|Lake King William|
No one's surprised there, I bet.
But, back to the beginning.
One of the first routes I put up on tassietrails.org was an out and back route from Butlers Gorge to Derwent Bridge alongside Lake King William. I later got some feedback about a potential low water route which made the ride even more attractive, but had never got back to try it.
I had also scouted out Harbacks Road, on the other side of the lake, on my way back from the West Coast one day and found a perfectly rideable trail that ran all the way down to Guelph Narrows ...
|Notice Harback Road - it actually continues all the way down to a hut on Guelph Narrows.|
Albeit you need to walk/ride down the last few hundred metres of road.
This seemed like a very rambler type thing to attempt, which is why I found myself looking out over the dam at around 11am this morning, thinking to myself "now how am I going to get across here ..."
My Plan for this trip had been that I'd simply cross over the top of the dam on foot, as I recall having read bushwalking stories of people who had done this in the past, but it was very clear from the security put in place that this was not a legal or desired thing to do ...
|This is actually taken from the other side, but the principle is the same.|
Which is where it all started to go wrong.
I got all my gear together (this was the big try out for the Surly ECR), rode down to the waters edge and inflated the packraft.
So far, so good.
But then, as I finished putting a last few breaths in the raft I heard that ominous sound of escaping air.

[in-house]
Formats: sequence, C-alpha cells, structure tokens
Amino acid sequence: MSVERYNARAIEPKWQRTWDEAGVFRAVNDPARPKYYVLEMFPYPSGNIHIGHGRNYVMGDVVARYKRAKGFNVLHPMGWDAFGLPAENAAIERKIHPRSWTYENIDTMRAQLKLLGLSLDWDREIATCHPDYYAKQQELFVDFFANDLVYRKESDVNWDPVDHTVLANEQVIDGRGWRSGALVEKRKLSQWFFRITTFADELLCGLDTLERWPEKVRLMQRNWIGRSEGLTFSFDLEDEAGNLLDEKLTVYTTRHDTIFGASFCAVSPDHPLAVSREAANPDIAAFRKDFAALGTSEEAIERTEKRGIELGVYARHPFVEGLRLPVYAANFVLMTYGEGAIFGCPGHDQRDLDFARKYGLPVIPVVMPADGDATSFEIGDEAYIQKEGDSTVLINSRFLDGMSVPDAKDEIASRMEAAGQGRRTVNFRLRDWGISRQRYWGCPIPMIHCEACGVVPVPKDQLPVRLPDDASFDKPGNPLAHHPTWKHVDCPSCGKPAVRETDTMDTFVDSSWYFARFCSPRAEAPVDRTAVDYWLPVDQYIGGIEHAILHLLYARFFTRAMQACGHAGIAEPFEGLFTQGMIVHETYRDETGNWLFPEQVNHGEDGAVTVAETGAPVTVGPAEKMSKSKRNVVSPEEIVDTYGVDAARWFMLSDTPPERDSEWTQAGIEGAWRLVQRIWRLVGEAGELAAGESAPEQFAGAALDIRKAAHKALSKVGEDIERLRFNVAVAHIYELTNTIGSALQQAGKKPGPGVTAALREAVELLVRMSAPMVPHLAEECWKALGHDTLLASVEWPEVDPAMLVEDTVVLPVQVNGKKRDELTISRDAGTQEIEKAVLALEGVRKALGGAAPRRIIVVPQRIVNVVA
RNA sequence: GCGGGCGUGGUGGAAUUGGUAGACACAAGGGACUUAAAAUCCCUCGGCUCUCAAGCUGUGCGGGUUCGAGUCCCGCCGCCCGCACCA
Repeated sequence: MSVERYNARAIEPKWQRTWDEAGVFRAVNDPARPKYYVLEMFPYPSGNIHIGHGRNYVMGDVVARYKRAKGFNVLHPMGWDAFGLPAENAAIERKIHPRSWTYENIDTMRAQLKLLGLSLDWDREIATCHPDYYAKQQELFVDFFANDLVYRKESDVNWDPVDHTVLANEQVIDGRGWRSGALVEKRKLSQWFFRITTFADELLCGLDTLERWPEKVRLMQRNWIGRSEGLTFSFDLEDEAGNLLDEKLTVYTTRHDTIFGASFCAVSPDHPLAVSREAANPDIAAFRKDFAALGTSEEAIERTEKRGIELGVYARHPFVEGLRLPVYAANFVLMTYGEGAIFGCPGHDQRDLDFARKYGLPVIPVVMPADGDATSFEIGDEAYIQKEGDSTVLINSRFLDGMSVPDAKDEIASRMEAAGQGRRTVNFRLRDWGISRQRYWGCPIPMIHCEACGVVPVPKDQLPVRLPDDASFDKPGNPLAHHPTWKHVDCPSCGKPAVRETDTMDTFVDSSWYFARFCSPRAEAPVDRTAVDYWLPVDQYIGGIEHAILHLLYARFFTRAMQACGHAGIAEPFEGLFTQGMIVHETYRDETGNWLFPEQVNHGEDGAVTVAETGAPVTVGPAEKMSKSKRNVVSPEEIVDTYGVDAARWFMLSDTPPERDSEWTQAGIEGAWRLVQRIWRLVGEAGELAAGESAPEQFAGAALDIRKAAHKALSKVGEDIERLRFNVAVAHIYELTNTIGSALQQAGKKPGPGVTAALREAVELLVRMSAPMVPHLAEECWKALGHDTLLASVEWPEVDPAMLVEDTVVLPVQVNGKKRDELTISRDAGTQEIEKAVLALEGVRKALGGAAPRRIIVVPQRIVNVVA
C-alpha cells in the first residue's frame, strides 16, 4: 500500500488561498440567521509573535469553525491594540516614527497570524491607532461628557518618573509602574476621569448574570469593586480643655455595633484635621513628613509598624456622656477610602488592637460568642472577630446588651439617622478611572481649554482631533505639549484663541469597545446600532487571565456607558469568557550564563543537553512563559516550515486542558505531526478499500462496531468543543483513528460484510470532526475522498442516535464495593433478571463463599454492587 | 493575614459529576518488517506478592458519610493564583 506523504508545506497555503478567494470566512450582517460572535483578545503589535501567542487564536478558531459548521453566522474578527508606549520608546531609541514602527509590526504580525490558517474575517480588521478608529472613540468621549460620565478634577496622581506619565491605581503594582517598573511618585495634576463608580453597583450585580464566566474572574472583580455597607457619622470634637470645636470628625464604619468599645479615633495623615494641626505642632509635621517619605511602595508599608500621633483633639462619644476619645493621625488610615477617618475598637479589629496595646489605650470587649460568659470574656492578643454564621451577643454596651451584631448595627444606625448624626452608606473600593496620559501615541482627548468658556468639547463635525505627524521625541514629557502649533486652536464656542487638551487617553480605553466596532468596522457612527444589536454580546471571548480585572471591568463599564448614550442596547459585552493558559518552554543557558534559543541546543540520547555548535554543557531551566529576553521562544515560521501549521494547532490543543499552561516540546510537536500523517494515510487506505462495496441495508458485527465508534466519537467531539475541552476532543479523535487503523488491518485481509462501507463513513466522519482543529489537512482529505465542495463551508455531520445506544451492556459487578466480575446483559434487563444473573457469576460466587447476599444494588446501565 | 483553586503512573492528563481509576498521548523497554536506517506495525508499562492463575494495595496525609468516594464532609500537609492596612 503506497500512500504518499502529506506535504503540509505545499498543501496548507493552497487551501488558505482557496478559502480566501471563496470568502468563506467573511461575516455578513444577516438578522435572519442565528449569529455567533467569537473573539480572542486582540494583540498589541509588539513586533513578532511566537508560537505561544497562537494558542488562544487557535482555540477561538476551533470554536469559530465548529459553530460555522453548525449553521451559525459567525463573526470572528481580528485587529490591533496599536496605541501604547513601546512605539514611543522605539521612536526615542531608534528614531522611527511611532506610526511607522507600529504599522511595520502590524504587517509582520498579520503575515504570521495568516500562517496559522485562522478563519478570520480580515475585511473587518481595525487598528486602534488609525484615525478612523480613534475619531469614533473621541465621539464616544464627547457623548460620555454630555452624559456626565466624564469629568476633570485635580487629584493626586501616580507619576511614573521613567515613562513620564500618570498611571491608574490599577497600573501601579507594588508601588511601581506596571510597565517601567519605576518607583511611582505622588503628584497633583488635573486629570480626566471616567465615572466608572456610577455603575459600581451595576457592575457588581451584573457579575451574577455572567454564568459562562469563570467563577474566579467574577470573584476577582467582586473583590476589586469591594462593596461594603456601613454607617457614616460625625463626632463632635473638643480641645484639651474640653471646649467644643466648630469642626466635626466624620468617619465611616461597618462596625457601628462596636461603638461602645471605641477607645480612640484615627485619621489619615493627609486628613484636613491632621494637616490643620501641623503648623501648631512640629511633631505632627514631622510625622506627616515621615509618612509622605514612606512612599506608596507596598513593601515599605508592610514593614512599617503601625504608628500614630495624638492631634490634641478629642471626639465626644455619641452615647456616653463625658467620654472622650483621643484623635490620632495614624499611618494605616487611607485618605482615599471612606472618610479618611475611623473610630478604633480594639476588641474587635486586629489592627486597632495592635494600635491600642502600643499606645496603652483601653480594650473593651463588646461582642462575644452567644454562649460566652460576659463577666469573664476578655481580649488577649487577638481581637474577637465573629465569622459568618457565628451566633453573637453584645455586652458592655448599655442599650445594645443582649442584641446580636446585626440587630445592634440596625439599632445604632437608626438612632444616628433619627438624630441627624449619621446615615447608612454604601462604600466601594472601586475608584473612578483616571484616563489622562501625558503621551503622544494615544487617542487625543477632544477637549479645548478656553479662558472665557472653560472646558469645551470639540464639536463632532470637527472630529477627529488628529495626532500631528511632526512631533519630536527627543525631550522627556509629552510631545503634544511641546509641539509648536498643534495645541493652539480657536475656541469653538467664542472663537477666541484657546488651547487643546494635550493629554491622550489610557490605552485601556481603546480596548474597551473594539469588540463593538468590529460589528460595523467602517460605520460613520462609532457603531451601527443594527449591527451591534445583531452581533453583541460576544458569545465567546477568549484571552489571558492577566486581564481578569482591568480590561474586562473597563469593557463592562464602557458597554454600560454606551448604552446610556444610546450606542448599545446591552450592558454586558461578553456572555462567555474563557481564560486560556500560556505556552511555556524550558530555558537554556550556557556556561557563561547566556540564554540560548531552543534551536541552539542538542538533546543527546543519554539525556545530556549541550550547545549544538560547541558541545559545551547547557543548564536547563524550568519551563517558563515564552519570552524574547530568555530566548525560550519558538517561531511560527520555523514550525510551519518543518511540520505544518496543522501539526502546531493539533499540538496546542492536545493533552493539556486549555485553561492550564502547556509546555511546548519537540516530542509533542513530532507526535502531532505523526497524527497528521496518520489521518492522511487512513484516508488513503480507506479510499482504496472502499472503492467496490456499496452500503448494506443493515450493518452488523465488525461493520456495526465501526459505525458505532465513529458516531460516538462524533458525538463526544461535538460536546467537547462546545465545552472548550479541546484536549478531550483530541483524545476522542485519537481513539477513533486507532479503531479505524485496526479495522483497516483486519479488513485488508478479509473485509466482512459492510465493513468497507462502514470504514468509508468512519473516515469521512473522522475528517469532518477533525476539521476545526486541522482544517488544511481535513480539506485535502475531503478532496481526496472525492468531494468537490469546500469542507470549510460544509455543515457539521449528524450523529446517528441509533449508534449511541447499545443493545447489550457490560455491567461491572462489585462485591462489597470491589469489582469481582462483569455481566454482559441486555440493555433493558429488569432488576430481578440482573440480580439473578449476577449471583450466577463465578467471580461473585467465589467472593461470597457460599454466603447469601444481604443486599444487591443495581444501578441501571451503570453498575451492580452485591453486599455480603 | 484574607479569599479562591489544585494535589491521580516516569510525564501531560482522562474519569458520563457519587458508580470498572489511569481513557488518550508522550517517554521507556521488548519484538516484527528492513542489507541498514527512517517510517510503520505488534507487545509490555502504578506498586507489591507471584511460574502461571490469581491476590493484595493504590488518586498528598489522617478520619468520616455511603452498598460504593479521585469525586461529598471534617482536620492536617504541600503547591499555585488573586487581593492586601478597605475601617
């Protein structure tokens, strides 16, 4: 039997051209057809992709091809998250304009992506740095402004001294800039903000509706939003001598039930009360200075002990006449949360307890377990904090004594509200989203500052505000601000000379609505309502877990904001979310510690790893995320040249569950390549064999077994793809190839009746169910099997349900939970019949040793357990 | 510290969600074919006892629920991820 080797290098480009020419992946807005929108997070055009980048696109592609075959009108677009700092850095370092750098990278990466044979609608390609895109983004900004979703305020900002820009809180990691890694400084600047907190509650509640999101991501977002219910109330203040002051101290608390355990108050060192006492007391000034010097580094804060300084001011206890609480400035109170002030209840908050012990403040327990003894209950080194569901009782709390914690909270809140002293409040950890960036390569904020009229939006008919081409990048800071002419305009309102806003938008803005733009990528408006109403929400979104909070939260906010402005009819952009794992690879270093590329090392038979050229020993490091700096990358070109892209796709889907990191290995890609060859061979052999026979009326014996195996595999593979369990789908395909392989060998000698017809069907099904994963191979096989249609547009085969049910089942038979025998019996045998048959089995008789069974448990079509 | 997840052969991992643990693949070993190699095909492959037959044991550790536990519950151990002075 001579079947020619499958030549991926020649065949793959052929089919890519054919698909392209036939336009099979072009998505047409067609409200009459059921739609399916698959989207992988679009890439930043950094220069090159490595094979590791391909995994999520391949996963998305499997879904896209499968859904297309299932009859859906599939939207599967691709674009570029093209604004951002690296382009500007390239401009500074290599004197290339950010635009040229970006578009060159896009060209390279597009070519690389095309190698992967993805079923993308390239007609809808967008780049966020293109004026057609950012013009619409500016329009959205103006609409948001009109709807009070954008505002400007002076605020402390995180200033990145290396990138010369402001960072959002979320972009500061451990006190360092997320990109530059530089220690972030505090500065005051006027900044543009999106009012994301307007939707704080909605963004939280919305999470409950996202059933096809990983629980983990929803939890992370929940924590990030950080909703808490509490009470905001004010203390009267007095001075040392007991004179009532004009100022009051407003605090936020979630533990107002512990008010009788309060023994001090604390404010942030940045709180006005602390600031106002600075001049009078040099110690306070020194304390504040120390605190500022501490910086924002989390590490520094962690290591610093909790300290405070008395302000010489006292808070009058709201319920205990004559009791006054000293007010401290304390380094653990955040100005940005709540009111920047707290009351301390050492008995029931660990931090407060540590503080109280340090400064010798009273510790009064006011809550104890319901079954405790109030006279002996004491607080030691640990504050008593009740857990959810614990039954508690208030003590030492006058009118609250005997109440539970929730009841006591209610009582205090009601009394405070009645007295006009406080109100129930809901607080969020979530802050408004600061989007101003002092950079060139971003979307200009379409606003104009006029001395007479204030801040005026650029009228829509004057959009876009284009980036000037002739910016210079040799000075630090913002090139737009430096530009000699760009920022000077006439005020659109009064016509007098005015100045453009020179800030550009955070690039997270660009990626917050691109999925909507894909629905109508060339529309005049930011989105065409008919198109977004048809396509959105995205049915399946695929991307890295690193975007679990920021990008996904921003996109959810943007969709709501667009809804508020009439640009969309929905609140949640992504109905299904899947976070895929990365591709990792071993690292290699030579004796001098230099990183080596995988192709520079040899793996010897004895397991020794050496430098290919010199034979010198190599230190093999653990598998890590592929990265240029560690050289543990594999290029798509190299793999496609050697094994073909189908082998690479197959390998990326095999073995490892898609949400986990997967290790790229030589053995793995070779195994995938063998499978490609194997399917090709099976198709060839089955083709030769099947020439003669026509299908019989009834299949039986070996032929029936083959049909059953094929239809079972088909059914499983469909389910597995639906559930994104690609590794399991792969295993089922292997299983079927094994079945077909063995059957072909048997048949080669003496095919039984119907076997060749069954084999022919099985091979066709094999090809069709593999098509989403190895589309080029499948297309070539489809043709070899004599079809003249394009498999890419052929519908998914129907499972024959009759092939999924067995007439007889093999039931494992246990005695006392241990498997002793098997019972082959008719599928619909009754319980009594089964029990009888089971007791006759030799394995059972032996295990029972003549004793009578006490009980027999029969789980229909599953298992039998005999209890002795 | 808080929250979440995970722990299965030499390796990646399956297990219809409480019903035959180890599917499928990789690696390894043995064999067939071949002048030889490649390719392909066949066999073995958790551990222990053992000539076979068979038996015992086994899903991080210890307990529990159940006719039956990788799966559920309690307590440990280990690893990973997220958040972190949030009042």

That's not so good.
After a bit of an investigation I found the culprit - the o ring seal around the main valve had several cuts in it which was letting air escape.
Not a problem I thought, this is why I bought an Alpaka repair kit, so I casually opened my emergency repair kit ... and of course there was everything in there but a new o ring.
That was a problem.
After a bit more tinkering, I finally managed to get the raft inflated and it didn't sound like it was releasing air ... but I knew that that could change at any second, so after a bit more pondering and with images in my head of my new Surly ECR sinking to the bottom of the dam as my raft sank, I made the hard decision to abandon the bike and just paddle to the other side ... for a bit of a look.
After all, I had driven two hours to get here and it seemed a bit of a shame to go home straight away.
Figuring I was alone and that I would never be out of sight, I just left the Surly where it was and jumped in the raft to paddle to the other side.
About 40 metres from shore I noticed that the raft was definitely feeling a bit softer than when I launched.
About 100 metres from shore, I realised the raft was definitely soft. I started paddling a bit faster.
About halfway across the raft had a horrible bend in the middle where I was sitting which indicated that it seemed to be deflating faster than I was paddling. I really started paddling at top speed with just a little bit of panic setting in.
Twenty metres from shore, water was just below the top of the raft and I was starting to feel like I was in one of those cartons where the raft shrinks around you as it deflates and you go slower and slower and slower as it loses all of its firmness.
But I made it, managing to touch shore and get out before the water came in over the side.
I was pleased about this, as the idea of Newspaper headlines reading "Man drowns in empty lake" was not how I saw myself exiting this world.
As I lifted my rather sad looking raft out of the water and looked back across to my car, I realised I had a serious problem with getting back home ...
So I did what I think any reasonable person would do in this situation ... I figured I'd cross that bridge when I came to it, and wandered off to explore the area.
Now you have to remember that I came up here to go for a ride, so all I was wearing was my clip in cycling shoes, my knicks and a lycra top. I wasn't really equipped for a long walk, so I just thought I'd wander up to the other side of the dam to check that out ...